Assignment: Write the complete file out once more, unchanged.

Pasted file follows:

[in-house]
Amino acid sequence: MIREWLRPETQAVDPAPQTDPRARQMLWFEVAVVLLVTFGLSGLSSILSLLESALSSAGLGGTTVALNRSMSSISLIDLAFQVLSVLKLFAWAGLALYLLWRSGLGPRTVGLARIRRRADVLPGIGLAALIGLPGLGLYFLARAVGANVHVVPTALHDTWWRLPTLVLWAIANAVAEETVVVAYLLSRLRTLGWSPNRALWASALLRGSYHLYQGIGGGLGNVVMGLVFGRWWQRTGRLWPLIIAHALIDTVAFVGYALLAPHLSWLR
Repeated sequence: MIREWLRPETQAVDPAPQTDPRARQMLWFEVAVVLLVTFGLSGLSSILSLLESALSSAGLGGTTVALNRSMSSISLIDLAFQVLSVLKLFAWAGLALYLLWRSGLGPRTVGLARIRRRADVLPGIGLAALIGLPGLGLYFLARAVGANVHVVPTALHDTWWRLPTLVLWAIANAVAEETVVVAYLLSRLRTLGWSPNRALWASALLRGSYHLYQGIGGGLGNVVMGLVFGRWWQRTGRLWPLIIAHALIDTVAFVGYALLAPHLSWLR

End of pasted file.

[in-house]
Amino acid sequence: MIREWLRPETQAVDPAPQTDPRARQMLWFEVAVVLLVTFGLSGLSSILSLLESALSSAGLGGTTVALNRSMSSISLIDLAFQVLSVLKLFAWAGLALYLLWRSGLGPRTVGLARIRRRADVLPGIGLAALIGLPGLGLYFLARAVGANVHVVPTALHDTWWRLPTLVLWAIANAVAEETVVVAYLLSRLRTLGWSPNRALWASALLRGSYHLYQGIGGGLGNVVMGLVFGRWWQRTGRLWPLIIAHALIDTVAFVGYALLAPHLSWLR
Repeated sequence: MIREWLRPETQAVDPAPQTDPRARQMLWFEVAVVLLVTFGLSGLSSILSLLESALSSAGLGGTTVALNRSMSSISLIDLAFQVLSVLKLFAWAGLALYLLWRSGLGPRTVGLARIRRRADVLPGIGLAALIGLPGLGLYFLARAVGANVHVVPTALHDTWWRLPTLVLWAIANAVAEETVVVAYLLSRLRTLGWSPNRALWASALLRGSYHLYQGIGGGLGNVVMGLVFGRWWQRTGRLWPLIIAHALIDTVAFVGYALLAPHLSWLR